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Palestinians Undeterred in UN Statehood Push

A Palestinian woman shouts slogans during a rally in support of President Mahmoud Abbas' bid for statehood recognition at the United Nations, in Gaza City September 22, 2011.

A Palestinian woman shouts slogans during a rally in support of President Mahmoud Abbas' bid for statehood recognition at the United Nations, in Gaza City September 22, 2011.

Palestinian Statehood Bid Breakdown

  • The Process

  • Palestinians say they are seeking U.N. recognition after years of negotiations with Israel failed to deliver an independent state.
  • It is not clear if Palestinian President Mahmoud Abbas will seek U.N. Security Council approval of U.N. member status for an independent Palestine, or instead seek "non-member status" within the world body.
  • The mechanism for recognizing statehood at the United Nations is specific.
  • First, a resolution declaring a State of Palestine as a full U.N. member is introduced. Then the resolution is sent to the Security Council, which studies it and takes a vote on sending the measure to the full General Assembly. It takes two thirds of the U.N.'s membership to approve voting-state status.
  • Achieving non-member status requires only a simple majority vote in the 193-member General Assembly. Palestinians currently hold observer status at the world body.
  • Non-voting U.N. membership would provide Palestinians with a status upgrade that would allow them to petition U.N. committees and entities such as the International Court of Justice.

    Why the Palestinian bid?

  • President Abbas backed out of U.S.-led peace talks last year in protest against Israel's decision to end a freeze in settlement building on land the Palestinians want for a future state. Palestinians say because the peace process has failed, they will unilaterally seek to establish a state. Abbas said the Palestinians are the only people in the world who remain under occupation.

    Why the Israelis oppose the move?

  • Israeli Prime Minister Benjamin Netanyahu says the Palestinians' plan to seek statehood recognition at the United Nations is "futile," and that only direct negotiations can lead to a peace agreement.
  • Netanyahu has accused the Palestinians of "consistently evading" negotiations. He called on the Palestinian Authority "to abandon unilateral steps" and said it would then "find Israel to be a genuine partner" for peace.
  • Israel leaders say that by bypassing talks and going to the U.N., the Palestinians are violating previous agreements, and that could result in Israeli sanctions.

    Why the U.S. promises to veto?

  • The Obama administration opposes the Palestinian move and says it will not help to bring Palestinians and Israelis back to the negotiating table. President Obama has called the proposal a "distraction" to attaining Mideast peace that he says can only be addressed through negotiations.
  • The U.S., one of five veto-wielding members of the U.N. Security Council, says it will veto a Palestinian membership bid in the Council if it comes to a vote.

Palestinian officials say they will continue their pursuit of full U.N. membership despite diplomatic efforts to persuade them to drop the bid in favor of renewed peace talks with Israel.

U.S. President Barack Obama has told his Palestinian counterpart, Mahmoud Abbas, that United Nations action will not achieve a Palestinian state. White House officials say Obama warned the Palestinian president late Wednesday in New York that the U.S. will veto any U.N. Security Council move to recognize Palestinian statehood.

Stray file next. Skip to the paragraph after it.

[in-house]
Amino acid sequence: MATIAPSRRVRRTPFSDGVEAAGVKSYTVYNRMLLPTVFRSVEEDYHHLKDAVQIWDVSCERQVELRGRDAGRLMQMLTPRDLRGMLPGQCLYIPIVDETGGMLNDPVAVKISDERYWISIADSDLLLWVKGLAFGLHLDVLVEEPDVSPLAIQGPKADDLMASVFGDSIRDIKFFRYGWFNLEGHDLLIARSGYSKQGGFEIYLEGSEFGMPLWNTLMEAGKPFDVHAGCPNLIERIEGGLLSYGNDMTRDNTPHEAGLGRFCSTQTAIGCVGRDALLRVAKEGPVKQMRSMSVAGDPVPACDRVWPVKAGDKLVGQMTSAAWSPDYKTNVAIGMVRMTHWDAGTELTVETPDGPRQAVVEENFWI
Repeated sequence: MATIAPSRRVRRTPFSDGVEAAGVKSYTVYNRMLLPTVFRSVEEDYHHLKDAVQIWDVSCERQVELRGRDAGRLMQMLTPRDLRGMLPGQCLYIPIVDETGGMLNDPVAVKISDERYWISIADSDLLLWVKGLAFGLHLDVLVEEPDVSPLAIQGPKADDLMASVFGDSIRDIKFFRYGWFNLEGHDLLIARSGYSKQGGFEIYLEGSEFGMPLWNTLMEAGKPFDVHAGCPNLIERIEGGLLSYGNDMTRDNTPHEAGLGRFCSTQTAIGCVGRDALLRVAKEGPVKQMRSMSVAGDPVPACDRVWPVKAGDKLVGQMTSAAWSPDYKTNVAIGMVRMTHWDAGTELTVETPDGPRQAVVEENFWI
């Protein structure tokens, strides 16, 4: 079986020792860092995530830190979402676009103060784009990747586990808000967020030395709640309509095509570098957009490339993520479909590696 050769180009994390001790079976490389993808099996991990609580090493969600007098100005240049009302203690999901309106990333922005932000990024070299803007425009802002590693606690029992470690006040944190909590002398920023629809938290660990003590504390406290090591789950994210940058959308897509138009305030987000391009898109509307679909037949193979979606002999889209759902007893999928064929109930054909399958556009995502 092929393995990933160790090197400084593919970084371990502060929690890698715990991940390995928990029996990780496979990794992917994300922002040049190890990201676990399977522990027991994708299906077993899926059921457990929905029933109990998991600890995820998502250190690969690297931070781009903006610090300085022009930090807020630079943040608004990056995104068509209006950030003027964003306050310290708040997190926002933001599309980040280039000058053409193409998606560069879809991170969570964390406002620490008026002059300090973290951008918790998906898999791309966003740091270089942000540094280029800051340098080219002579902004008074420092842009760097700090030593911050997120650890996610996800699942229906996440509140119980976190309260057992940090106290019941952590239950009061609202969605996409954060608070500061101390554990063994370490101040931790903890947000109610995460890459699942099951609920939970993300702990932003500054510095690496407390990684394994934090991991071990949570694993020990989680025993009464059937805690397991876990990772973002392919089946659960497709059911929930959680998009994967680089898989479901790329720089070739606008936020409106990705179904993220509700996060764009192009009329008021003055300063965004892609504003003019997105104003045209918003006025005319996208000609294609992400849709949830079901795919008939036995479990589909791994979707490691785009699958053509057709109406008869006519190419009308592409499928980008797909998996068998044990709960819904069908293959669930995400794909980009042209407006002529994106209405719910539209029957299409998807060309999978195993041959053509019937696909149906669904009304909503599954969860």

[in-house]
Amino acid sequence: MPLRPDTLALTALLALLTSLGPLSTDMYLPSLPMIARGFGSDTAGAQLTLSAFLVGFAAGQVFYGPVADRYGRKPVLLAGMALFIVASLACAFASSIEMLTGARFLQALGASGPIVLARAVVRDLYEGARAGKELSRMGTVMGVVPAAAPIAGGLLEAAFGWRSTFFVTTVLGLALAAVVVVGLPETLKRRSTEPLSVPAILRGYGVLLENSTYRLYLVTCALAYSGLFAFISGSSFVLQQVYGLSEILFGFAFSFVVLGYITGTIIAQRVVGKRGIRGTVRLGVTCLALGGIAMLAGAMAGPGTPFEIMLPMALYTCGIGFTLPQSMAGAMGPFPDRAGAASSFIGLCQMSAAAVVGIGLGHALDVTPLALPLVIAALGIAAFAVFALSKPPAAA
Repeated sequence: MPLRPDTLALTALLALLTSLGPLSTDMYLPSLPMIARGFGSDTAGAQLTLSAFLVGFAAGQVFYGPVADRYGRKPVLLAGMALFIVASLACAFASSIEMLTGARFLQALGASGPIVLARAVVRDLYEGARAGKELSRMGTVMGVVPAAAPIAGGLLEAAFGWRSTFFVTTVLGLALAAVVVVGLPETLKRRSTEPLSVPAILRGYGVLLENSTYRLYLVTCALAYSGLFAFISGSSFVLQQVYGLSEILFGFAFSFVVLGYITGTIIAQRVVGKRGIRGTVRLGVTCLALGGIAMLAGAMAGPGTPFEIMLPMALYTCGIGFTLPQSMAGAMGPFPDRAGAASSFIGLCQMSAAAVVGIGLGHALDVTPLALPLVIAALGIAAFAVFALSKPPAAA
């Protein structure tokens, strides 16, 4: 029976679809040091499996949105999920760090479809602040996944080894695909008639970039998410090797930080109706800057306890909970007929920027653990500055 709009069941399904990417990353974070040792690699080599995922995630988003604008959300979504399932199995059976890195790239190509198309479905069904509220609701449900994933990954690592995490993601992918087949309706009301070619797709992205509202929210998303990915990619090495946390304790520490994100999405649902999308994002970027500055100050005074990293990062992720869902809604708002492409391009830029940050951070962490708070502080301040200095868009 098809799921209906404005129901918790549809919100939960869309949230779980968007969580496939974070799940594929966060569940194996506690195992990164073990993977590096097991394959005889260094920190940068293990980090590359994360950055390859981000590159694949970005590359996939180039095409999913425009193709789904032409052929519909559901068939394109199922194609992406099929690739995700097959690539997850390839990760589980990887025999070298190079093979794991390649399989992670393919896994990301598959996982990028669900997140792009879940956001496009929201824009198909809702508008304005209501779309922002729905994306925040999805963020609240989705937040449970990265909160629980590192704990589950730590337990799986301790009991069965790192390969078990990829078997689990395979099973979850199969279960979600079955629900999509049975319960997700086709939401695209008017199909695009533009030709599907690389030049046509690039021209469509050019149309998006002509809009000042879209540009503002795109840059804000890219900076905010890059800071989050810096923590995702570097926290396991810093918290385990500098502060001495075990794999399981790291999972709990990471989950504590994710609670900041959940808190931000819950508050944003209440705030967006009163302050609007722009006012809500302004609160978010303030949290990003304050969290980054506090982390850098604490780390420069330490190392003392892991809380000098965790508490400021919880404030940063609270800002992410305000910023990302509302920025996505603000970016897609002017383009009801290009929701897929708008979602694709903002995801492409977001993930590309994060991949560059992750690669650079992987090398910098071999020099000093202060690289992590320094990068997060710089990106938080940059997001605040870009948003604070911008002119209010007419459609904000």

Senior Palestinian aides vowed to reject any "political maneuvering" on the issue. But they added that Palestinians will give the Security Council "some time'' to study their application for full membership before taking it to the U.N. General Assembly.

No short cut

Earlier Wednesday, Obama said there is no "short cut" to peace in the Middle East. He said peace will not come through "statements and resolutions at the United Nations" but through direct negotiations between Israelis and Palestinians.

French President Nicolas Sarkozy, speaking to the General Assembly shortly after Obama, broke sharply with the U.S. position. The French leader supported enhanced observer status for the Palestinians in the General Assembly, along with the resumption of peace talks with Israel under a firm timetable to reach a final agreement.

The U.S. has no veto over a General Assembly resolution, and the Palestinians enjoy overwhelming support there.

Israeli stance

In a meeting with Obama earlier in the day, Israeli Prime Minister Benjamin Netanyahu called the U.S. pledge to block a unilateral statehood bid by the Palestinians a "badge of honor."

South African President Jacob Zuma said his country, a non-permanent Security Council member, fully supports Palestinian statehood.

Thousands of Palestinians rallied in towns across the West Bank Wednesday in support of the push for full recognition.

Senior diplomats from the Mideast Quartet - the U.S., EU, U.N. and Russia - began to outline a compromise agreement to the Israeli and Palestinian governments.

The Associated Press reported that under the plan, Palestinian leaders would petition the Security Council on Friday, as expected, but would agree not to press for action on the request for statehood recognition for a year, or would withdraw it later. That would give mediators more time to craft a declaration that could draw both sides back to negotiations.

U.S.-mediated peace talks between Israel and the Palestinians stalled a year ago, after an Israeli moratorium on West Bank settlement construction expired. Palestinians oppose construction on land they want as part of a future state.

Israeli Foreign Minister Avigdor Lieberman said Wednesday there will be no new freeze on settlement building.

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